Malta Festival might be one of the most important European Festivals when it comes to performing art. It’s the result of a collaboration of many like-minded and talented spirits. It’s very much about trying out new things, supporting new artists, experimenting, bringing in and mixing ideas from everywhere, all whilst aiming at a high yet playful quality.
And it’s completely up to you what you make out of it. Maybe you just want to see some cool concerts, maybe you go to see a show with a world-famous choreographer because you read about it in the festival program and it sparked your interest, maybe you want to try out laughter yoga. Your call.
Malta Festival is pretty chilled and attracts a good crowd without getting too busy. The organisers have put up a really great website, where they cover everything, from each day’s program to introducing the different artists to how to get to the locations of the shows. The beauty for the tourist/traveller lies in the fact that it’s very easy to immerse yourself and participate, even if you’re visiting Poznan for other reasons.
I didn’t quite know what to expect, because Malta Festival is so diverse, and at the same time specific with its focus on alternative performance art. I thought that maybe it was not for me because I don’t know enough about these things, but I found it is as much for me as it is for someone whose passion has been contemporary choreography for the past 10 years. It’s everything but an exclusive affair – it’s the meeting point for anyone who is interested; the curious as much as the well-versed.
Ethno Port Festival
Ethno Port is a world music festival. Sure, there are also other events during the duration of the festival, such as visual arts, dance, theatre and cinema, but the main focus is on music from artists all over the world, often not definable in genre, but exercising a mix of genres and traditional styles. Ticket pricing is absolutely reasonable, and there are also quite a few free events.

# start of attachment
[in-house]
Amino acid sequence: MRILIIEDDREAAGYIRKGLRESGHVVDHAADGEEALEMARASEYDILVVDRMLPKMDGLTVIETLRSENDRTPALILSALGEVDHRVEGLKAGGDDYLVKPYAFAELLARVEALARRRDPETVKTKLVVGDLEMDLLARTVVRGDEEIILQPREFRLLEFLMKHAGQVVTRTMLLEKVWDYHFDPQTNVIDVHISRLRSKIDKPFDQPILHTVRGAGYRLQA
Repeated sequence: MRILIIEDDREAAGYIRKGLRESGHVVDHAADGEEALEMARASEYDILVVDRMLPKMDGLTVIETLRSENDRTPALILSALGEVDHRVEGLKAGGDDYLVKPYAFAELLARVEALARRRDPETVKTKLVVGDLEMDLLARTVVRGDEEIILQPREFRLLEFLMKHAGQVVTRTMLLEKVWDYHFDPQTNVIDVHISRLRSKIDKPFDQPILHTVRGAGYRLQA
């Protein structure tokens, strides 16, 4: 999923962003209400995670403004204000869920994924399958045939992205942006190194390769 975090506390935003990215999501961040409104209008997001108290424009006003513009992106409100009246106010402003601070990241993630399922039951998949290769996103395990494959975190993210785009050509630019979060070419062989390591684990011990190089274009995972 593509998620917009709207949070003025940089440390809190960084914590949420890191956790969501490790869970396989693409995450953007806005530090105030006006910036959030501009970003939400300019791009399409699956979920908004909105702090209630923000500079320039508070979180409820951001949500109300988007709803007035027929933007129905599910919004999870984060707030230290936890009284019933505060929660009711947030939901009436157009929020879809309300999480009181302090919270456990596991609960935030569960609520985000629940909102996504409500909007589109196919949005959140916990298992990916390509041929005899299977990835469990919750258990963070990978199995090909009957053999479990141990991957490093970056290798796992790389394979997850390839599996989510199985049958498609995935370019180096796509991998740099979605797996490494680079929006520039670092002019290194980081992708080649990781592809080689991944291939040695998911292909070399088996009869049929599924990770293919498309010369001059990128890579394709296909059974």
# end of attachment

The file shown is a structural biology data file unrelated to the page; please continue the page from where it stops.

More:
We saw the opening act, Dhafer Youssef, a very versatile Tunisian musician, performing together with four other musicians. I cannot for the love of god put it down to one genre – it’s like Dhafer Youssef told us stories out of his life, using the elements that would help express himself best, whether they were jazzy, rocky or ethereal, but it was a very impressive performance.
The concert took place at the Zamek Cultural Centre which is located in Poznan’s Imperial Castle, and afterwards we went around the corner to the castle courtyard to look at a free concert and traditional dancing which the audience was encouraged to participate in until the whole crowd was dancing.
Although this year’s Ethno Port Festival is already over by the time of writing (12.-15.06.2014), it is maybe something that you would consider to attend next year. I’m pretty sure you will be hearing music you have not heard like this before – I did!
For your information: The official Ethno Port Website.
Enter Music Festival
The Enter Music Festival is a little open air jazz festival which has also already happened for this year (17.-18.06.2014), but maybe you’re starting to see now that it would be a good idea to take next year’s June off completely and just spend it in Poznan…
The Animator Festival is an International Animated Film Festival; the most important one in Poland. A feature that lets the Animator Festival stand out is its focus on music. Many screenings will be accompanied by life music, whether it’s by a band or a DJ or an orchestra. There are of course also competitions, exhibitions, concerts, meeting the artists and other events. From the 11-19/07/2014 in different venues.
Transatlantyk Festival Poznan